It is clear that while 46% of Americans approve of his handling of Hurricane Maria, many question his empathy towards the victims of the storm. This is even true among his strongest supporters.

Today 6 in 10 Democrats believe he does not care “about the needs and problems of people affected by Hurricane Maria”, while 37% of independents feel the same way.

Could these attitudes affect President Trump’s job approval? It is difficult to say. So far, it seems that while Trump’s supporters have problems with his moral character, they are not ready to abandon him at this point. We even see this attitudes with some members of Puerto Rico’s New Progressive Party (NPP), which currently controls Puerto Rico’s governorship and the legislature. While many Puerto Ricans were angered by Trump’s tweets, many of the NPP leaders, who identify as Republicans, publicly defended the president’s response.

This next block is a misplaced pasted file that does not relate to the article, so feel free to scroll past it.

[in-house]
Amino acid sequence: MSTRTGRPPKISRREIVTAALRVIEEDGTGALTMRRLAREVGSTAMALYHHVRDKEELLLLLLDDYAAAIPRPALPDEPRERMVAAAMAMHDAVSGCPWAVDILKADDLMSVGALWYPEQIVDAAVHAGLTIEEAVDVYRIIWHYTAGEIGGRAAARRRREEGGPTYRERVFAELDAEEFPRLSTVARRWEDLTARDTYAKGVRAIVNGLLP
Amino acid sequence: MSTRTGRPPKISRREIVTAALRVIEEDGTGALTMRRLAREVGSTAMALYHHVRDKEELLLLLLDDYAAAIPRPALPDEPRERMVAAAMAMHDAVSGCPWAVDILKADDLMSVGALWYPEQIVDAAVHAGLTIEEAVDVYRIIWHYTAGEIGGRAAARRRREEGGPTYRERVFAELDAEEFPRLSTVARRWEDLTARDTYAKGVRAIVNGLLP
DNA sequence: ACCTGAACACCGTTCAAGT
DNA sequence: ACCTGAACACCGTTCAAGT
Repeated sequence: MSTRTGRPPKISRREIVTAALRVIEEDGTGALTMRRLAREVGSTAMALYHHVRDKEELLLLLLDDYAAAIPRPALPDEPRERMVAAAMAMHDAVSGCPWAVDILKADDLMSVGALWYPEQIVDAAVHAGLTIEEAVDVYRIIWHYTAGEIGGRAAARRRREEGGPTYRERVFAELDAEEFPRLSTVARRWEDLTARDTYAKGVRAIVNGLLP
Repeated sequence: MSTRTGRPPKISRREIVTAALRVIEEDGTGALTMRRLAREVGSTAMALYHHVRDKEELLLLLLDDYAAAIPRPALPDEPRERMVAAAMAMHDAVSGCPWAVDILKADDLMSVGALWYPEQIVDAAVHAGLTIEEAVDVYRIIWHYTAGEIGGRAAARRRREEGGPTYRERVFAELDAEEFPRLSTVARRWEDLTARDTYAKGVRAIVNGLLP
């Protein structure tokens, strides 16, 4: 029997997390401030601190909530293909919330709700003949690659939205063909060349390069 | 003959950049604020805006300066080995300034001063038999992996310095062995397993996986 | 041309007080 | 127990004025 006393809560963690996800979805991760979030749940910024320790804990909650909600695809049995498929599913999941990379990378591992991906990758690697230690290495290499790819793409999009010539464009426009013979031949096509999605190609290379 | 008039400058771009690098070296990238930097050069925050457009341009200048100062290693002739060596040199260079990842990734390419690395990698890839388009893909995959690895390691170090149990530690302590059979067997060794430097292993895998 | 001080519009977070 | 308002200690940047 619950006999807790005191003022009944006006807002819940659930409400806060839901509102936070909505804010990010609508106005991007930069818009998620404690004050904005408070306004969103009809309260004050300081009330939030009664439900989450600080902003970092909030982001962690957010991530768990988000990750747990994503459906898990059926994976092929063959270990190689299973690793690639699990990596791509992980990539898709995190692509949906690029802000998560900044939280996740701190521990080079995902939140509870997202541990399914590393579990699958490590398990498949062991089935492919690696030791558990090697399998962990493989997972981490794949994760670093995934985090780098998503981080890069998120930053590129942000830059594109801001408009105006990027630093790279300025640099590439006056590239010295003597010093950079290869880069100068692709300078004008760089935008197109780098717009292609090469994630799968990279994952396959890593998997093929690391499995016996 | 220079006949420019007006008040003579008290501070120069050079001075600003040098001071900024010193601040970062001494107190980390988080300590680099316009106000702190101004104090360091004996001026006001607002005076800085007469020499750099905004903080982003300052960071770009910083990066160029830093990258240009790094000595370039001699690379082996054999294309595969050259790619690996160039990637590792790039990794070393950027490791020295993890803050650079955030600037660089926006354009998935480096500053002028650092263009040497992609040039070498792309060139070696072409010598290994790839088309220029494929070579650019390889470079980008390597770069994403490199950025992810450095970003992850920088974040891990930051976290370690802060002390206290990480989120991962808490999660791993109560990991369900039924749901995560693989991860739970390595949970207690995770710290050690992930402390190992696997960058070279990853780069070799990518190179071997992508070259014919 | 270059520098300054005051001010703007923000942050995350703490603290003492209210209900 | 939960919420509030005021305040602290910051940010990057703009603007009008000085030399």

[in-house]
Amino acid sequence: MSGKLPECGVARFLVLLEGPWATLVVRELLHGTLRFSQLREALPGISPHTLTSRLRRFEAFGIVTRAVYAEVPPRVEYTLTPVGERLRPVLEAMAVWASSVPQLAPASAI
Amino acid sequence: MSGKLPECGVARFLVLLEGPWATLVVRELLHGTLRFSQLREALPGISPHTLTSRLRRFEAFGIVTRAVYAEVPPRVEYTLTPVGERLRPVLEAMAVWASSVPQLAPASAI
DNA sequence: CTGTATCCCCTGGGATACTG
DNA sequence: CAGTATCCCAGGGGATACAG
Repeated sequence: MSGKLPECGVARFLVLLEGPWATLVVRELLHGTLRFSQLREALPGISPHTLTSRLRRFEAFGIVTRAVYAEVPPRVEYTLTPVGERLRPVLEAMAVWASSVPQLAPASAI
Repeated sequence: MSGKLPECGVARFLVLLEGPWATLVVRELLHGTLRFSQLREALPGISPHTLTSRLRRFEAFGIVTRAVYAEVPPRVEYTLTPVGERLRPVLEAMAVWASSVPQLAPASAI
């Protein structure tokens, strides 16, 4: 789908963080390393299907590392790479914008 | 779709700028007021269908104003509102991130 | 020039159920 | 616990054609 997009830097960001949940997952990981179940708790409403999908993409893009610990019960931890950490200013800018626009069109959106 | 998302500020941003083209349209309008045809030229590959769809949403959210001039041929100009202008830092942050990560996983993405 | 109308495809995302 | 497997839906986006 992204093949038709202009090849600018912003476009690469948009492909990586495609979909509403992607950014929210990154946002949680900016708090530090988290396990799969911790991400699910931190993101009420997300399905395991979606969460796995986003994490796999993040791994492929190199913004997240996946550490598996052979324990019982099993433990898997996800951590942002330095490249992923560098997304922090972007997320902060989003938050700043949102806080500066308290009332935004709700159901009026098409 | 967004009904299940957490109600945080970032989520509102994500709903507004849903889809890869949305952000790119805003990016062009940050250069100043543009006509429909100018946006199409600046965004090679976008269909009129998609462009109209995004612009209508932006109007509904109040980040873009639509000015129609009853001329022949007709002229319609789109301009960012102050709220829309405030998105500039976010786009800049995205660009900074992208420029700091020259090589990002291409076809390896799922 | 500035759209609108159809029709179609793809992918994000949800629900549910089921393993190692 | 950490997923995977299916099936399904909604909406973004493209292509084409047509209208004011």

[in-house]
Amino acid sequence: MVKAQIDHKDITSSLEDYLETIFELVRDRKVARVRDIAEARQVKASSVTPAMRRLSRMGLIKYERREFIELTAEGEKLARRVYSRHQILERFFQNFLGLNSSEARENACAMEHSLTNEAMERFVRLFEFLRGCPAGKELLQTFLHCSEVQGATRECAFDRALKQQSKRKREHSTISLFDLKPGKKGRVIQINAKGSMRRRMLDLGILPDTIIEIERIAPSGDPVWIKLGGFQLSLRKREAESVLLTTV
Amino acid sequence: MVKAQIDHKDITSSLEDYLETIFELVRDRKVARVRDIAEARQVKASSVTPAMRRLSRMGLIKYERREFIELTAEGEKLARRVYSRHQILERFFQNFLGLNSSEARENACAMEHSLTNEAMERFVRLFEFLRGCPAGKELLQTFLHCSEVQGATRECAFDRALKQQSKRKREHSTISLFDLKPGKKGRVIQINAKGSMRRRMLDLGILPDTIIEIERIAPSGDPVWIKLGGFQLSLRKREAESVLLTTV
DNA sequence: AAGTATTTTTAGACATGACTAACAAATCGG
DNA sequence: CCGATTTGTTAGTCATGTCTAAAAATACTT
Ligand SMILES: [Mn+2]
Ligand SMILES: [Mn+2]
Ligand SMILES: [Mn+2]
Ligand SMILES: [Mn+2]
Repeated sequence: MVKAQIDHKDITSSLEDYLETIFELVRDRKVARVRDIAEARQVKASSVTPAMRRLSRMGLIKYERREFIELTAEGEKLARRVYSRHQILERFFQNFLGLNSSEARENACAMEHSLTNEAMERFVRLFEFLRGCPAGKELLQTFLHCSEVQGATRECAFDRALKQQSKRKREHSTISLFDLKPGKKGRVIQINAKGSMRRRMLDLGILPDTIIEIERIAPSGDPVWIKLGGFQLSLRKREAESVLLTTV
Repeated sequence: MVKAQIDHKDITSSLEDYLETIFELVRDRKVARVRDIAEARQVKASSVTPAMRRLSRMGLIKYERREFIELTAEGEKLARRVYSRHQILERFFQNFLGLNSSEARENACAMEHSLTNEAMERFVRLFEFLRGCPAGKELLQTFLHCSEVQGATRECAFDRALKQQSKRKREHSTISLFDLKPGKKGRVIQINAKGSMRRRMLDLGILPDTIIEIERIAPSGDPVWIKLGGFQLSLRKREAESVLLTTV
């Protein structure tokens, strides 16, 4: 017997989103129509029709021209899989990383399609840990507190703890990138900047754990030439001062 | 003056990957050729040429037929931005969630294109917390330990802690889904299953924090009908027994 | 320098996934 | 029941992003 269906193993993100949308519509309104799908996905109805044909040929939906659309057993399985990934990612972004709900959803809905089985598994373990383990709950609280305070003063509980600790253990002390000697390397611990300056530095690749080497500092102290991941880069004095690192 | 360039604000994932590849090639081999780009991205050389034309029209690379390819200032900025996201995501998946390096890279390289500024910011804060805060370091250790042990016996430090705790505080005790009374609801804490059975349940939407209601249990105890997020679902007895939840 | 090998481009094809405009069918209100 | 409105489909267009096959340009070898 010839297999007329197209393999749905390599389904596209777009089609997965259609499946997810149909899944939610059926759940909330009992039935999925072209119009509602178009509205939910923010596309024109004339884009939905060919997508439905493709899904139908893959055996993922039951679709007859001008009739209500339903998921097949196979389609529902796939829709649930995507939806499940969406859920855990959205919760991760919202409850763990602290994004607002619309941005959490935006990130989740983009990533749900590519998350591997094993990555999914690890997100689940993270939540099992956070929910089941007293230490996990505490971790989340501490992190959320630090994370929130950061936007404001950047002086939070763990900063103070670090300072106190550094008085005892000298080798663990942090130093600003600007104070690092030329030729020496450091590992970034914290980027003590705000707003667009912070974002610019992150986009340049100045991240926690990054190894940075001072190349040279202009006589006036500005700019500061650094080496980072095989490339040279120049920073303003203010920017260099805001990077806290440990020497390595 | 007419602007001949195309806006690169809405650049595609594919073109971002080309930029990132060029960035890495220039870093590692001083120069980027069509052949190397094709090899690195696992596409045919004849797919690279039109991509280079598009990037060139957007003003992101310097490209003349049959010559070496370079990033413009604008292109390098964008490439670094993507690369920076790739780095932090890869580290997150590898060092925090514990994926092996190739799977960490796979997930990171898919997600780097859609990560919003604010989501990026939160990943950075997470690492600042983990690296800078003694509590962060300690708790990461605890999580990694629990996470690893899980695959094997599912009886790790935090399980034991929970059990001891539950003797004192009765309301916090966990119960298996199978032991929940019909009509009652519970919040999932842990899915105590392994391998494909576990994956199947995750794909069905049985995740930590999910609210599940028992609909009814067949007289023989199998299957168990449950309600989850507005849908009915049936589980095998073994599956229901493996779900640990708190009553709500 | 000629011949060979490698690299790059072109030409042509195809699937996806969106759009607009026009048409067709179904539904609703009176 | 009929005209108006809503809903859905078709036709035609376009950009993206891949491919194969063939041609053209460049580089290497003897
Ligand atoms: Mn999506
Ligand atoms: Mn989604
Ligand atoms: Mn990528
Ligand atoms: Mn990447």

So far, it is difficult to say whether or not Americans believe that Hurricane Maria is Trump’s Katrina or whether the island’s slow recovery will hurt his future electoral prospects.What is clear is that many Americans still support Trump, though many do question his character. While this may seem strange, it is important to remember that as electoral races across the country start to intensify, the American public will become more polarized. Thus, we should expect that Trump’s support among Republicans and among his more ardent supporters to grow, regardless of how they feel about his moral deficiencies.

NOTE: In the next weeks, the Puerto Rico Data Lab will be transition to this new site. For now, I will be publishing the same post in both platforms.